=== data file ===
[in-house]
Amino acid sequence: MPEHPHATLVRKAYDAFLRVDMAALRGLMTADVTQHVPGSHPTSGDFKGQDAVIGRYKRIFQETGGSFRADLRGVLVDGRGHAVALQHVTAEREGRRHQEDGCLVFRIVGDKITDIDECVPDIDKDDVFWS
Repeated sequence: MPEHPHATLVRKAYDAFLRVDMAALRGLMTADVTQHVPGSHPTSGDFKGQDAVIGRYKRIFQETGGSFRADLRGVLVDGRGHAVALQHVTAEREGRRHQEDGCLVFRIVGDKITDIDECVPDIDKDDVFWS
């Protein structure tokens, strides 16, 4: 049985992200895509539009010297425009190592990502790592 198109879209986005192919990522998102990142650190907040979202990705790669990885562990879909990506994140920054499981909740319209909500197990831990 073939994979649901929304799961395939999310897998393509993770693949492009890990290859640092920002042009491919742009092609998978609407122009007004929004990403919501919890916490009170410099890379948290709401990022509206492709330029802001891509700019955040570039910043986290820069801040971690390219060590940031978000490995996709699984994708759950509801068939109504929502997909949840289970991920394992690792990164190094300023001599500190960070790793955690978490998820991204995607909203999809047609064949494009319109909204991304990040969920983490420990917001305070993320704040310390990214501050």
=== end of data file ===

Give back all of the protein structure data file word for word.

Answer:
[in-house]
Amino acid sequence: MPEHPHATLVRKAYDAFLRVDMAALRGLMTADVTQHVPGSHPTSGDFKGQDAVIGRYKRIFQETGGSFRADLRGVLVDGRGHAVALQHVTAEREGRRHQEDGCLVFRIVGDKITDIDECVPDIDKDDVFWS
Repeated sequence: MPEHPHATLVRKAYDAFLRVDMAALRGLMTADVTQHVPGSHPTSGDFKGQDAVIGRYKRIFQETGGSFRADLRGVLVDGRGHAVALQHVTAEREGRRHQEDGCLVFRIVGDKITDIDECVPDIDKDDVFWS
């Protein structure tokens, strides 16, 4: 049985992200895509539009010297425009190592990502790592 198109879209986005192919990522998102990142650190907040979202990705790669990885562990879909990506994140920054499981909740319209909500197990831990 073939994979649901929304799961395939999310897998393509993770693949492009890990290859640092920002042009491919742009092609998978609407122009007004929004990403919501919890916490009170410099890379948290709401990022509206492709330029802001891509700019955040570039910043986290820069801040971690390219060590940031978000490995996709699984994708759950509801068939109504929502997909949840289970991920394992690792990164190094300023001599500190960070790793955690978490998820991204995607909203999809047609064949494009319109909204991304990040969920983490420990917001305070993320704040310390990214501050």